Getting Started With Apache Ignite (Part 5)
Apache Ignite is a true Swiss Army Knife, providing scalability and performance for many varied and demanding workloads.
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This is the fifth article in this blog series. I will focus this time on the support for a distributed SQL database in Apache® Ignite™.
Distributed SQL Database
Today, SQL is still a very popular language for data definition, data manipulation, and querying in database management systems. Although often associated with relational database systems, it is now used far more widely with many non-relational database systems also supports SQL to varying degrees. Furthermore, there is a huge market for a wide range of SQL-based tools that can provide visualization, reports, and business intelligence. These use standards such as ODBC and JDBC to connect to data sources.
Apache Ignite has supported SQL query statements, such as
SELECT, for a long time. The latest releases of the Apache Ignite project provide support for Data Manipulation Language (DML) commands, such as
DELETE. Additionally, some Data Definition Language (DDL) support has also been added. Furthermore, index support is also available and data can be queried both in RAM and on disk. A database in Apache Ignite is horizontally scalable and fault-tolerant, and the SQL is ANSI-99 compliant. Figure 1 shows the high-level architecture and vision.
Figure 1: SQL support in Apache Ignite.
As shown in Figure 1, users can interact with Apache Ignite through various APIs, such as Java, .NET, and C++. Standard SQL commands can also be used through ODBC or JDBC. This provides cross-platform connectivity from many other languages, such as PHP and Ruby for example.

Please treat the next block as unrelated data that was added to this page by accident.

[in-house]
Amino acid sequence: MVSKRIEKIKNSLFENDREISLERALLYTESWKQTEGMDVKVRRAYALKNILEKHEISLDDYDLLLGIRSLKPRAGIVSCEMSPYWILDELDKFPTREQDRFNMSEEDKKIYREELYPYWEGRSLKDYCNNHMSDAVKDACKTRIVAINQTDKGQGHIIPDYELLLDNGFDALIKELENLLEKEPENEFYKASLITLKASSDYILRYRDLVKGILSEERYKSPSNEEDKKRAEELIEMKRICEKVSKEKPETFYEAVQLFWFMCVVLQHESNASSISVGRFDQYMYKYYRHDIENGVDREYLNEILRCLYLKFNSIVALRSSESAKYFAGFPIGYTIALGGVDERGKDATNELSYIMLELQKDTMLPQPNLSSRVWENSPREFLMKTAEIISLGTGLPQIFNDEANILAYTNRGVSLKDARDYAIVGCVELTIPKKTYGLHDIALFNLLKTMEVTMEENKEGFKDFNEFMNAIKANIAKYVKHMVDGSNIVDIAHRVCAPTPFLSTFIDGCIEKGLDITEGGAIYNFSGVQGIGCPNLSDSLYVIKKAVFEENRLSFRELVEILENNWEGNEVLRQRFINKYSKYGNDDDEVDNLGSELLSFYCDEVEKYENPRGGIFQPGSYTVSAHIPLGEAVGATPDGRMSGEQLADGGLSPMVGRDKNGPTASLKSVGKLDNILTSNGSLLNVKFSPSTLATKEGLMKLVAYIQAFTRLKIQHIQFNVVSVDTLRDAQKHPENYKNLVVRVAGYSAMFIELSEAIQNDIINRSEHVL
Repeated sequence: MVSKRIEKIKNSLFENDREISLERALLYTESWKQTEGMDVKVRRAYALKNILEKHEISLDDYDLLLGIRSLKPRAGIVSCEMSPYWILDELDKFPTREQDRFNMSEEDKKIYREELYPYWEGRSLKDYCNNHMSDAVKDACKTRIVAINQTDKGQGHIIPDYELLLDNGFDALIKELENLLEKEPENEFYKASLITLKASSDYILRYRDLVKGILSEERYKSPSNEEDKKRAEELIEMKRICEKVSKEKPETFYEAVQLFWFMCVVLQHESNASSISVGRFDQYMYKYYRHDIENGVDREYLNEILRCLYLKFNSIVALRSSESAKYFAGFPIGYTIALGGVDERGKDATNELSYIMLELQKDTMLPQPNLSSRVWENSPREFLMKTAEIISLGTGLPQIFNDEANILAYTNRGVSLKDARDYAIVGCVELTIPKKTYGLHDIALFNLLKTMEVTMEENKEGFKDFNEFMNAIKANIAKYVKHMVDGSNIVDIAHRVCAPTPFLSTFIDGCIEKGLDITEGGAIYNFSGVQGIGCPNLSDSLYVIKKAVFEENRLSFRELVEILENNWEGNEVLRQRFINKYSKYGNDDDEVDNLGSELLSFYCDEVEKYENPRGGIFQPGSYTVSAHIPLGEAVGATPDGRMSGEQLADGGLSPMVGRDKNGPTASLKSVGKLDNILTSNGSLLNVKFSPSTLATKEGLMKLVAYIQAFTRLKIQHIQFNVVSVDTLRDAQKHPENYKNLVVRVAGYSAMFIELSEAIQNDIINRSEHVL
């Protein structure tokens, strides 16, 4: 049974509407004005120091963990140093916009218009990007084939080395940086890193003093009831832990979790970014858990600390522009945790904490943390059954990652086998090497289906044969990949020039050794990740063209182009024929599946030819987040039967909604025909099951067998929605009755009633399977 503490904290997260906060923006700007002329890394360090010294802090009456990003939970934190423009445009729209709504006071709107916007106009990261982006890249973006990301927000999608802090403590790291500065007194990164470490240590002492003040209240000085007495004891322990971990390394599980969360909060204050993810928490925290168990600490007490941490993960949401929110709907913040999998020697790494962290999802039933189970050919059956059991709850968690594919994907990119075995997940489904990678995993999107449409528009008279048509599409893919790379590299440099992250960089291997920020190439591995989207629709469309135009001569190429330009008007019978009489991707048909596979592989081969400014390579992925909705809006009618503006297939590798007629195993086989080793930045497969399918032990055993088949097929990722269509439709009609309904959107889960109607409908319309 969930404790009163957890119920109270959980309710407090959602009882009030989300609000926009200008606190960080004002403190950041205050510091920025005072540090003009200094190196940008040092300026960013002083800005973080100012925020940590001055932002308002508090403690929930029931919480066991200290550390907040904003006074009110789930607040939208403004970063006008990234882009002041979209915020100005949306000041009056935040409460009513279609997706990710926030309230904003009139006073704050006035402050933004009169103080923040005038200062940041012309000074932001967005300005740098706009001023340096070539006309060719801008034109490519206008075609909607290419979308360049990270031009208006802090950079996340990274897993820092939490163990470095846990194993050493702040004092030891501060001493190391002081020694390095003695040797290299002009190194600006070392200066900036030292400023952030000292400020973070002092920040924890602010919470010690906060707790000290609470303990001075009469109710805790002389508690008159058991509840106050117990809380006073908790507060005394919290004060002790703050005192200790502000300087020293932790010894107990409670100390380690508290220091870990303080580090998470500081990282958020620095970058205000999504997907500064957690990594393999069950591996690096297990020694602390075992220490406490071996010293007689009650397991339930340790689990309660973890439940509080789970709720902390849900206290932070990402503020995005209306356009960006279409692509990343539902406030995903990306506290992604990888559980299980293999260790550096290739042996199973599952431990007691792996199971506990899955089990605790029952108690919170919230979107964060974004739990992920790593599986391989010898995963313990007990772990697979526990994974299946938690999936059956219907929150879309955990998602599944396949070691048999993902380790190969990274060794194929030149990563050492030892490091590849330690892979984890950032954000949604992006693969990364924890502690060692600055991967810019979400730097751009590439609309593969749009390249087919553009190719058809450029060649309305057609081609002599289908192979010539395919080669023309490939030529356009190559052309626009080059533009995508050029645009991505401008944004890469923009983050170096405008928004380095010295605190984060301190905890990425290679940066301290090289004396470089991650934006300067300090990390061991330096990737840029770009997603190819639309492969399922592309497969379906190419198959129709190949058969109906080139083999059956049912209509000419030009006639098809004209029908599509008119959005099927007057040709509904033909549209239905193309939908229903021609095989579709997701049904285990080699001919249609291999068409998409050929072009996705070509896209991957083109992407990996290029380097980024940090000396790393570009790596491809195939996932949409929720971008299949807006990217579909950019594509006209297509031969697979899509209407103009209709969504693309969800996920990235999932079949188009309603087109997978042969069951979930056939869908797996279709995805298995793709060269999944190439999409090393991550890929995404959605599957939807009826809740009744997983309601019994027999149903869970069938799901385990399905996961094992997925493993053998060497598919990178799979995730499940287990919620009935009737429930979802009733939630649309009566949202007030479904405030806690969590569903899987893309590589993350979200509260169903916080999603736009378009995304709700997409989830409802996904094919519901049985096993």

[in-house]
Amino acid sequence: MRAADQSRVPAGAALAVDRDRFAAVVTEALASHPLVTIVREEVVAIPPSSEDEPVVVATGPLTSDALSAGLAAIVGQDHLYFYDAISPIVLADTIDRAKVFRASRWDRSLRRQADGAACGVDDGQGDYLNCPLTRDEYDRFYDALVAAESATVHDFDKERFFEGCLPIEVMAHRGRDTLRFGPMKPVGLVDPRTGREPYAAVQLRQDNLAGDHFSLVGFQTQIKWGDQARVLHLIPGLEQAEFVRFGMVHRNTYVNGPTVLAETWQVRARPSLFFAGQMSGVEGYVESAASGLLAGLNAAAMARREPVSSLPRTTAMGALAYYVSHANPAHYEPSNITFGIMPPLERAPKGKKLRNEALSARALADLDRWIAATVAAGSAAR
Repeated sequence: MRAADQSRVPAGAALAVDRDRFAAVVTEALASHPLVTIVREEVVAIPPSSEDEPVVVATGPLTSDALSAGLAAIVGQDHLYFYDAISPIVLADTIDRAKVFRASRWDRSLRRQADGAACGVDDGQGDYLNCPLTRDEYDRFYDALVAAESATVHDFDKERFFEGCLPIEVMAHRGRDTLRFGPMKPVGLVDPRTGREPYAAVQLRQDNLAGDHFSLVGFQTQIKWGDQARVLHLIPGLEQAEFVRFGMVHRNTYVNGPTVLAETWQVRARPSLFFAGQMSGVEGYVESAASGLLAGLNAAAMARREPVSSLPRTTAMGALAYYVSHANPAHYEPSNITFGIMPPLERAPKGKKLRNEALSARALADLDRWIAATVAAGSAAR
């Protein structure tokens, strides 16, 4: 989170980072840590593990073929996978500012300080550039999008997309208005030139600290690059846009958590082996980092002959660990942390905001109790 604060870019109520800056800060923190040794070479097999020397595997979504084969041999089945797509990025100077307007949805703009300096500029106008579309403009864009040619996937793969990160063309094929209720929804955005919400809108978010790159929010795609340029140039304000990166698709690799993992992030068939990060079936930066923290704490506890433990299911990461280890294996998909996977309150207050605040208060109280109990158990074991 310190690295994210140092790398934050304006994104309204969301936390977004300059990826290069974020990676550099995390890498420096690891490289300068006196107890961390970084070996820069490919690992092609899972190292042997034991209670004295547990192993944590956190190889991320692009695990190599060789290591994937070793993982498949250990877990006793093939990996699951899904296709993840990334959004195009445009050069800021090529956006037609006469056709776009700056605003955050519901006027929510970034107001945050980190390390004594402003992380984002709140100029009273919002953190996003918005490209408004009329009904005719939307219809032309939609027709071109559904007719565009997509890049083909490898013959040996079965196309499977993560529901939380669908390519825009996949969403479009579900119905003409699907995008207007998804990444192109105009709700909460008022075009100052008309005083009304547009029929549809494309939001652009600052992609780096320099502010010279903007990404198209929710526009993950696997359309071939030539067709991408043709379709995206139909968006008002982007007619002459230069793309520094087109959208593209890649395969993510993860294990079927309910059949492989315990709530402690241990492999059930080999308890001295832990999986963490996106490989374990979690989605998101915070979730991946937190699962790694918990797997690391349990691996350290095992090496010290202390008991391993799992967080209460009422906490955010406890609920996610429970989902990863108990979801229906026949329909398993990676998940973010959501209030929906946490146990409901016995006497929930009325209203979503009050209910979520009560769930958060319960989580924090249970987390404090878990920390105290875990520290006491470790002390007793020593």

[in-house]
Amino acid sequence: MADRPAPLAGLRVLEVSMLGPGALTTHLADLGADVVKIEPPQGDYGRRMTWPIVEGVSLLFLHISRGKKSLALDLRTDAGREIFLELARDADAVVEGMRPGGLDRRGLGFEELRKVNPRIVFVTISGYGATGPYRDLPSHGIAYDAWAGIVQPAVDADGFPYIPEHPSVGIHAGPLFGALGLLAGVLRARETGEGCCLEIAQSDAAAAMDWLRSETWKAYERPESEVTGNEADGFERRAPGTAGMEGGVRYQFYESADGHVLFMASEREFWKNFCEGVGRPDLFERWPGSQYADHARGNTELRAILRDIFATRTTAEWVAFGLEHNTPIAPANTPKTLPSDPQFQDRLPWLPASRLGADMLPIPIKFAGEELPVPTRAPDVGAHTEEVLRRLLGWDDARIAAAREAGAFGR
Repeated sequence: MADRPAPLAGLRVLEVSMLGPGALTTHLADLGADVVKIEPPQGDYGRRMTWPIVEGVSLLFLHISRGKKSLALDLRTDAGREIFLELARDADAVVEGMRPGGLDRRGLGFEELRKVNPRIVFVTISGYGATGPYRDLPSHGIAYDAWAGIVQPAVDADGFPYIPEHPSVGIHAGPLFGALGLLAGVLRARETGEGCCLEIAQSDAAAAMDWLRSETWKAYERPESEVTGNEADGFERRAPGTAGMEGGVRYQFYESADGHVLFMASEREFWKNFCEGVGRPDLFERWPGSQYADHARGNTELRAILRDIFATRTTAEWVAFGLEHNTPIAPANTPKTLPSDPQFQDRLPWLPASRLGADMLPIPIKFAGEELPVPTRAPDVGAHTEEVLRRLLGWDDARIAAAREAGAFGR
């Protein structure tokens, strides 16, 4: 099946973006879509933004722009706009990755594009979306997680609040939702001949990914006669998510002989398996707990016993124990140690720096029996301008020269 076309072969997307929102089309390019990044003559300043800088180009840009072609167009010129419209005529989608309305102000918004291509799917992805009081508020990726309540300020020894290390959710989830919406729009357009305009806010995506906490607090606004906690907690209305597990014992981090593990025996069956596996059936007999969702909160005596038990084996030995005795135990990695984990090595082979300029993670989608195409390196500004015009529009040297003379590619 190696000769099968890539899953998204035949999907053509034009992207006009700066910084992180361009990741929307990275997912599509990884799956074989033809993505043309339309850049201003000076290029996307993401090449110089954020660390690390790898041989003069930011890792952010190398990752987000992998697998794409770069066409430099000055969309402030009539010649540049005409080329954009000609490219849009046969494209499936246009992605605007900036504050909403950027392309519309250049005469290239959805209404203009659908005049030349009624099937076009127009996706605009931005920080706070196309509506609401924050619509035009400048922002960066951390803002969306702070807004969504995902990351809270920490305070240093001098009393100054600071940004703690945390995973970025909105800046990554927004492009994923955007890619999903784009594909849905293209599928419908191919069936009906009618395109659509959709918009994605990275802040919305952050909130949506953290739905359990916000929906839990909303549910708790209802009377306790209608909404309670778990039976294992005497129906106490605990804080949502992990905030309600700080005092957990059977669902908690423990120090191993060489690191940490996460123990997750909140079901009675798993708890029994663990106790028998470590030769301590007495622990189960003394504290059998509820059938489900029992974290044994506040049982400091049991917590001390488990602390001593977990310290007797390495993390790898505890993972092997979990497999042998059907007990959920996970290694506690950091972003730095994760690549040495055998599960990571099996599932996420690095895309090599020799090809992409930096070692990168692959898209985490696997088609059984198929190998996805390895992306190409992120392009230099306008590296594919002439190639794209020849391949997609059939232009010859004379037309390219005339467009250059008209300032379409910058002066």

Figure 1 also shows that the database is distributed across the cluster. By default, the data are held in RAM. Persistence to disk can also be enabled if required. The Apache Ignite Persistent Store, to be released in version 2.1, will allow a superset of data to be held on disk, whilst keeping a subset in RAM. Enabling the Persistent Store, we can execute SQL queries over the data that is in different memory layers and we don't need to warm-up RAM by pre-loading everything from disk in case of cluster restarts. The SQL database fully supports Atomicity, Consistency, Isolation, and Durability (ACID) and provides all the benefits supported by Apache Ignite, such as high availability and scalability to thousands of cluster nodes. As mentioned in an earlier blog post, Apache Ignite also provides the flexibility and benefits of deployment on-premise or in the cloud.
The SQL supports all Data Manipulation Language (DML) commands, such as
INSERT and UPDATE and some Data Definition Language (DDL) commands, such as
DROP, with additional commands under development, as of the time of writing this article.
In more detail, the DML supports distributed joins, aggregations, and grouping. Furthermore, there is ad-hoc SQL support. Let's now see some DML code examples from a number of different languages.
In Figure 2, we can see an example of an SQL join from Java.
Figure 2: SQL Join using Java.
In Figure 3, we can see an example of inserting data from PHP.
Figure 3: SQL INSERT using PHP.
Figure 4 shows an example of how to update data from C++.
Figure 4: SQL UPDATE using C++.
In more detail, the DDL supports the creation and dropping of indexes, runtime or cluster-wide. Creation and dropping of SQL schemas will be available in the 2.1 release of Apache Ignite. Many additional features and capabilities are also planned.
The SQL features added to Apache Ignite enable it to be used as a fully distributed SQL database. Integration with the other components means that Apache Ignite is a true Swiss Army Knife, providing scalability and performance for many varied and demanding workloads.
Published at DZone with permission of Akmal Chaudhri. See the original article here.
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